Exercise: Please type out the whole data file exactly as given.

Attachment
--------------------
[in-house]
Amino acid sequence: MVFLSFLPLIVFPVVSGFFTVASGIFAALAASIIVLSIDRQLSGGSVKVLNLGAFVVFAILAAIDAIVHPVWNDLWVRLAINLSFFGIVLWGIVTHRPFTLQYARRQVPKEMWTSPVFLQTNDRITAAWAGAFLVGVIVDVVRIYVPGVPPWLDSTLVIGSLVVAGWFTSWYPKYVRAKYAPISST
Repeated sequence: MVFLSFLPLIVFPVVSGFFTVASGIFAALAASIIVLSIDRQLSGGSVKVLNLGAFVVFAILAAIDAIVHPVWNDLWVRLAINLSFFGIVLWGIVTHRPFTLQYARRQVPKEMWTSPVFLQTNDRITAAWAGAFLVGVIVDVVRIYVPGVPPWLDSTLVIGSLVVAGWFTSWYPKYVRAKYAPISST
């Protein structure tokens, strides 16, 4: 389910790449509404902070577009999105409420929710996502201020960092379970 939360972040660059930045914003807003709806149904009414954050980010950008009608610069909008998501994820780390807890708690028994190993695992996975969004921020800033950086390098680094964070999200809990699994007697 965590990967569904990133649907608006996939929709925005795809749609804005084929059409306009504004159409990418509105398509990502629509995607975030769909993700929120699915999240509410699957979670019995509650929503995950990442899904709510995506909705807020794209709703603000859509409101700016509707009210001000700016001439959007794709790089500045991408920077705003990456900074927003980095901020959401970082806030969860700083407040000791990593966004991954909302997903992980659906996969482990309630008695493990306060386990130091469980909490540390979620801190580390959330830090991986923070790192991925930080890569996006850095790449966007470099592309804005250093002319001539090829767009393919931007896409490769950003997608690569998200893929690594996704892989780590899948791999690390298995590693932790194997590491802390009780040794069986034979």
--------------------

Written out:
[in-house]
Amino acid sequence: MVFLSFLPLIVFPVVSGFFTVASGIFAALAASIIVLSIDRQLSGGSVKVLNLGAFVVFAILAAIDAIVHPVWNDLWVRLAINLSFFGIVLWGIVTHRPFTLQYARRQVPKEMWTSPVFLQTNDRITAAWAGAFLVGVIVDVVRIYVPGVPPWLDSTLVIGSLVVAGWFTSWYPKYVRAKYAPISST
Repeated sequence: MVFLSFLPLIVFPVVSGFFTVASGIFAALAASIIVLSIDRQLSGGSVKVLNLGAFVVFAILAAIDAIVHPVWNDLWVRLAINLSFFGIVLWGIVTHRPFTLQYARRQVPKEMWTSPVFLQTNDRITAAWAGAFLVGVIVDVVRIYVPGVPPWLDSTLVIGSLVVAGWFTSWYPKYVRAKYAPISST
């Protein structure tokens, strides 16, 4: 389910790449509404902070577009999105409420929710996502201020960092379970 939360972040660059930045914003807003709806149904009414954050980010950008009608610069909008998501994820780390807890708690028994190993695992996975969004921020800033950086390098680094964070999200809990699994007697 965590990967569904990133649907608006996939929709925005795809749609804005084929059409306009504004159409990418509105398509990502629509995607975030769909993700929120699915999240509410699957979670019995509650929503995950990442899904709510995506909705807020794209709703603000859509409101700016509707009210001000700016001439959007794709790089500045991408920077705003990456900074927003980095901020959401970082806030969860700083407040000791990593966004991954909302997903992980659906996969482990309630008695493990306060386990130091469980909490540390979620801190580390959330830090991986923070790192991925930080890569996006850095790449966007470099592309804005250093002319001539090829767009393919931007896409490769950003997608690569998200893929690594996704892989780590899948791999690390298995590693932790194997590491802390009780040794069986034979």